I first heard about the 85- percent rule from a Tim Ferris interview with Hugh Jackman. It was originally from a study on how Carl Lewis, one of the world’s greatest sprinters consistently beat his opponents. They originally thought that his win may be attributed to his longer legs and subsequently longer strides. But when they watched closely, they realised that what truly caused his wins was the fact that he kept at a steady pace all throughout. Even as he was nearing the final stretch where most runners would be pushing to their thresholds, he kept at his own steady and relaxed pace. It is an approach that asks us to listen to our rhythm and go with this even if the circumstances outside change.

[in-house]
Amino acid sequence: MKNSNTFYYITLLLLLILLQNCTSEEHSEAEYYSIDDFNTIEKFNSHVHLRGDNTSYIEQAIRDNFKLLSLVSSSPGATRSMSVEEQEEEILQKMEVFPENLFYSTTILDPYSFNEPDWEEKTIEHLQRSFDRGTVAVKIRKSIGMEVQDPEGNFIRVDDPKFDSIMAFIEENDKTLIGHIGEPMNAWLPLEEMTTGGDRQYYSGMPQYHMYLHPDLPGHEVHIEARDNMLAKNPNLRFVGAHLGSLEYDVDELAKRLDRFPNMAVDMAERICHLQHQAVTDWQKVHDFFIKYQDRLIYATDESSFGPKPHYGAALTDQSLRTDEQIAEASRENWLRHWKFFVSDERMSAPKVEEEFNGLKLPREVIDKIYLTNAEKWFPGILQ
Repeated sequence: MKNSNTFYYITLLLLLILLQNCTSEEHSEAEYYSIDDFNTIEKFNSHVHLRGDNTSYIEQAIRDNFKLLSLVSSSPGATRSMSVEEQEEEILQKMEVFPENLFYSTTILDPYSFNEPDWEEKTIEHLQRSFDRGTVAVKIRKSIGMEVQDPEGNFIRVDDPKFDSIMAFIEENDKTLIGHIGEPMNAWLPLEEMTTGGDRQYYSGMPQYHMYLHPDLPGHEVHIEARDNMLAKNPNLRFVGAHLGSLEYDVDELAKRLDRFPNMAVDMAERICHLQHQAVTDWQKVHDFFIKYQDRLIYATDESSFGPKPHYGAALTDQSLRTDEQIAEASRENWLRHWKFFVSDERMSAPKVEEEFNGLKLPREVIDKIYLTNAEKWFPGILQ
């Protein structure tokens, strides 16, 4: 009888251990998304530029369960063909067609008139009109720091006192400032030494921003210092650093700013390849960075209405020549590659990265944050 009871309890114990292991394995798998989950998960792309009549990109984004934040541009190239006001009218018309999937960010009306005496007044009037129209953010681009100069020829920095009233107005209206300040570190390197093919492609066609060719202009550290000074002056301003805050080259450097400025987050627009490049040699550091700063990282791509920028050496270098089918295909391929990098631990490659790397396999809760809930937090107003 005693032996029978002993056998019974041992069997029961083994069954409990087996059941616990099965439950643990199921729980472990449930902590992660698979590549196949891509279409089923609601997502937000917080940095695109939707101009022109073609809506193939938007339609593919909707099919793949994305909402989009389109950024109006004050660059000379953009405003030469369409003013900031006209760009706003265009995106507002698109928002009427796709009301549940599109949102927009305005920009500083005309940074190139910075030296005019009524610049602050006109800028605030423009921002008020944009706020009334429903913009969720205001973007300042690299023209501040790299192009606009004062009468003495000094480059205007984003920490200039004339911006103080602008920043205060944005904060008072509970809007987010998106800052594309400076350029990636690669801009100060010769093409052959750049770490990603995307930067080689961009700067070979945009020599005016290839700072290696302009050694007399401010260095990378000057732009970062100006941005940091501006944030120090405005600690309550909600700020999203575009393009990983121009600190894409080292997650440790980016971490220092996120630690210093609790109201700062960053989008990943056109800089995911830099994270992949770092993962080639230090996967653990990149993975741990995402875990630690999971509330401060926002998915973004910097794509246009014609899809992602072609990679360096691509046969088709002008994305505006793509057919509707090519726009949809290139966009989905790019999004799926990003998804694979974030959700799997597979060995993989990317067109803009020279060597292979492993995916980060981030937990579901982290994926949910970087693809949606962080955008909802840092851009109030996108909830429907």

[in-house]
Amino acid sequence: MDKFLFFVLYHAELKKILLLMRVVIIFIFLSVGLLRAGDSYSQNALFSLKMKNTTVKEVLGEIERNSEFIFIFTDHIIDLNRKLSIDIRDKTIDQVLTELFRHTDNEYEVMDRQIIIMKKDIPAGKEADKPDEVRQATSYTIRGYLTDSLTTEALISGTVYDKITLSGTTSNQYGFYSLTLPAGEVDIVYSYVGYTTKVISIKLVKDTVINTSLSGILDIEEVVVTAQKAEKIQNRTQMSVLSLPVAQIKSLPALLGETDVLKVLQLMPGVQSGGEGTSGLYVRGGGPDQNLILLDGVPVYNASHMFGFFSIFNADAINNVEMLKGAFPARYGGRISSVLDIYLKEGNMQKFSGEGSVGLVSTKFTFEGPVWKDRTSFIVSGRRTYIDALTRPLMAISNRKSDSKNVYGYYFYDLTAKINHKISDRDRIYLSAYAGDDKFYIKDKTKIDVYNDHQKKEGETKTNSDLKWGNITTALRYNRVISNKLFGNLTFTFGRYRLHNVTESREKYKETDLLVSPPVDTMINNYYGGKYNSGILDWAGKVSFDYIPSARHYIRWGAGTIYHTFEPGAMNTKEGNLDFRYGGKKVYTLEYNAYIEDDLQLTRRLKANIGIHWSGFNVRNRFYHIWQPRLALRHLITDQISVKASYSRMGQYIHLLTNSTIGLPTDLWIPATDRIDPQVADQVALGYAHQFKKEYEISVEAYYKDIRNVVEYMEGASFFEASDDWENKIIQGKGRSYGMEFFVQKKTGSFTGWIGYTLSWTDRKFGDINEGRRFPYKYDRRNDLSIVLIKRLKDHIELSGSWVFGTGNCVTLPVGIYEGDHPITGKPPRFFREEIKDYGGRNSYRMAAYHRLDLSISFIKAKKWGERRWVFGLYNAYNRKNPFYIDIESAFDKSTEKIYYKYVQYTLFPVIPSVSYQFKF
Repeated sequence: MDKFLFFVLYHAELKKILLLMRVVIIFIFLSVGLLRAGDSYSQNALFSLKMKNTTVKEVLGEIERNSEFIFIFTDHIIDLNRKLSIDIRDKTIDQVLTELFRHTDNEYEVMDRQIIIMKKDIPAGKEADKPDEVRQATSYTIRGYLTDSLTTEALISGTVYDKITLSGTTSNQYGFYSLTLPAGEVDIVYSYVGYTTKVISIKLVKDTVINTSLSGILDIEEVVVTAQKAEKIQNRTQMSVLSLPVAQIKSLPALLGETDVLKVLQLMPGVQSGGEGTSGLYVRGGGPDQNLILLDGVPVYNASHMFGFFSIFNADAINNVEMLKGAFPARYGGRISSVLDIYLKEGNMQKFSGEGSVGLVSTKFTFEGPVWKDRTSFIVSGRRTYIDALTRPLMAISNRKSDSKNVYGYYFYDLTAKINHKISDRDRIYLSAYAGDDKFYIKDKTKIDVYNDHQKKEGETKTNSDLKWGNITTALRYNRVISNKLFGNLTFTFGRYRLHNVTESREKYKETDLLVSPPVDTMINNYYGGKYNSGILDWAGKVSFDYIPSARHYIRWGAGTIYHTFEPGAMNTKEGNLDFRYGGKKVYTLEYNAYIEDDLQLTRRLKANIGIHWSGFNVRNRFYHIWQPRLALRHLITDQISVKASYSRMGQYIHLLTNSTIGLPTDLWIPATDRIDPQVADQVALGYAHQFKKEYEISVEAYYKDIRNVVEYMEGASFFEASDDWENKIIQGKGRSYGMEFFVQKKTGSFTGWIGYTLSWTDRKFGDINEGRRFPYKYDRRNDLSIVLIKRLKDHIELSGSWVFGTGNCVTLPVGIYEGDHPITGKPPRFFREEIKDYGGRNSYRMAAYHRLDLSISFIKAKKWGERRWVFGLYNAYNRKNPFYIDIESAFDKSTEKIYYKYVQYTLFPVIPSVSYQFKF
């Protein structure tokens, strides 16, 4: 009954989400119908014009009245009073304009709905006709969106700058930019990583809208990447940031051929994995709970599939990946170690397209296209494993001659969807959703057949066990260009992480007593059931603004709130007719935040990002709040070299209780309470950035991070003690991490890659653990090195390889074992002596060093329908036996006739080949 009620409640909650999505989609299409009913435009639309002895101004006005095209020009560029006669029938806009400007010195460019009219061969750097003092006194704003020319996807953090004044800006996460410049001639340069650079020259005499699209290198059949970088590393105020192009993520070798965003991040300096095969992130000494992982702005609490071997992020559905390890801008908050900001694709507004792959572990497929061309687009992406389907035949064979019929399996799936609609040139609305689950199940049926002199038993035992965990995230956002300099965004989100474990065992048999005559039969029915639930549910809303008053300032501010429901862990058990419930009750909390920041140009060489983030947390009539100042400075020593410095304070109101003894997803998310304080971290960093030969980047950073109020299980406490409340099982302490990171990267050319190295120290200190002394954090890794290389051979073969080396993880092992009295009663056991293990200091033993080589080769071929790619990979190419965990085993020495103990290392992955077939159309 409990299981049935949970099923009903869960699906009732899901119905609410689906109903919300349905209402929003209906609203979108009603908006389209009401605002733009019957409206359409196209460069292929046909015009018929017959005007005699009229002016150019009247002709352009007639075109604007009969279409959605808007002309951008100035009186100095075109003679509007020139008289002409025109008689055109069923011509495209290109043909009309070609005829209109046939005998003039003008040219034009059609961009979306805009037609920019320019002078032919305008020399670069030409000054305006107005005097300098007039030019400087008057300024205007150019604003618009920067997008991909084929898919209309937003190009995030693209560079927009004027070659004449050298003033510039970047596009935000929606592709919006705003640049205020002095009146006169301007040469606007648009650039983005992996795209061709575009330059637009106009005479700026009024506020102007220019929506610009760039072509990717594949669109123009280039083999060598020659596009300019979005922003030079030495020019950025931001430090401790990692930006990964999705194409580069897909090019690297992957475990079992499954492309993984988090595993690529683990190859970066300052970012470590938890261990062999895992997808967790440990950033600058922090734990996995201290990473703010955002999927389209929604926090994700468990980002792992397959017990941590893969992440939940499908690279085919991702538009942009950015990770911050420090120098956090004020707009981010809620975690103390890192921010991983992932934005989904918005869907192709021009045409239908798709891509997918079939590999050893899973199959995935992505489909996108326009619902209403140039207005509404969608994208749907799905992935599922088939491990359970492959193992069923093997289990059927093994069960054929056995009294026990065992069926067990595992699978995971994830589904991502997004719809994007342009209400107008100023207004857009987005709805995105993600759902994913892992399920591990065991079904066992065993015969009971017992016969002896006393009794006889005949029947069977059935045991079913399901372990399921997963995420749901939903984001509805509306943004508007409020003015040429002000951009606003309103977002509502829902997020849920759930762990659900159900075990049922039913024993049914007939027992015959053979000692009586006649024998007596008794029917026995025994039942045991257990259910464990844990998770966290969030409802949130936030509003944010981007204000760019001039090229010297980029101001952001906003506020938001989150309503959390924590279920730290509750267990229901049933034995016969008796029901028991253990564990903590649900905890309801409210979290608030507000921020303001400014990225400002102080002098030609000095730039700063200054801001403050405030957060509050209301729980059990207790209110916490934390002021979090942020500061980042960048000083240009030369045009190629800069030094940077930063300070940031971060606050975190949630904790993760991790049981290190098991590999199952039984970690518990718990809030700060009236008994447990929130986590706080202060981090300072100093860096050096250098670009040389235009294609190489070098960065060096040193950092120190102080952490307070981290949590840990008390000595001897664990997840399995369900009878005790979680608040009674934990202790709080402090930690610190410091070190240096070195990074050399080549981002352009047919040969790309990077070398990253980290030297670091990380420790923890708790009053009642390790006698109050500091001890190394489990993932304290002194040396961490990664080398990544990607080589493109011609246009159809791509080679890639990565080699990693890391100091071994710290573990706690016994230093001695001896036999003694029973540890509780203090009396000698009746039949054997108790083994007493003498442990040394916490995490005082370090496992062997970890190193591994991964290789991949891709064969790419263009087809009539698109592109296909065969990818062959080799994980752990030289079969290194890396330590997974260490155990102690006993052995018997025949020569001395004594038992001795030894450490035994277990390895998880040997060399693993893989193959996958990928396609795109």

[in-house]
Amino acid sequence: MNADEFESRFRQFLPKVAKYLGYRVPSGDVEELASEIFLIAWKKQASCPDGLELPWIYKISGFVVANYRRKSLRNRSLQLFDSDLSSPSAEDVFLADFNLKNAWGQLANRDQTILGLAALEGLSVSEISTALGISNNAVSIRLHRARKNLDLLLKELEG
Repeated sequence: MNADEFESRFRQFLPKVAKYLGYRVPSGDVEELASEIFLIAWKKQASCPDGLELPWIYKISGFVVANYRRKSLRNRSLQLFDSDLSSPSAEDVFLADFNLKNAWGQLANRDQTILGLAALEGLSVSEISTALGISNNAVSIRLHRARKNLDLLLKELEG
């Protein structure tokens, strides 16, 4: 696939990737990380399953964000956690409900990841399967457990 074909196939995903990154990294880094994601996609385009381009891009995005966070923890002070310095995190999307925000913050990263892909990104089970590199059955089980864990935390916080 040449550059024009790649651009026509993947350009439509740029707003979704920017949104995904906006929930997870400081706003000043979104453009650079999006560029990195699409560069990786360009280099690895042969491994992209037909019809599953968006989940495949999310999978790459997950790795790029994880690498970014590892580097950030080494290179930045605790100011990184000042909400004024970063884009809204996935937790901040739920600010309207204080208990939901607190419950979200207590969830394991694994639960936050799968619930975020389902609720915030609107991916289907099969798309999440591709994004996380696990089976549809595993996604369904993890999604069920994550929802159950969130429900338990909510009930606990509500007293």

When we put so much emphasis on an outcome, we tend to think that we have to give our utmost to make this happen. But what actually happens is that the over fixation on this goal actually causes us to get tensed and stressed. Being in this state suppresses the flow that is key to optimal performance. We are called instead to trust in the process, to believe that we have prepared well and then to simply execute.
It is a form of surrender and letting go. Quite hard for many of us with control issues. But what is interesting is that we get to this point where we can just play because we took control of our training, we deliberately showed up everyday. This rigor has freed us to simply be when it is time to perform. So 85 percent is actually enough to get us going no matter what.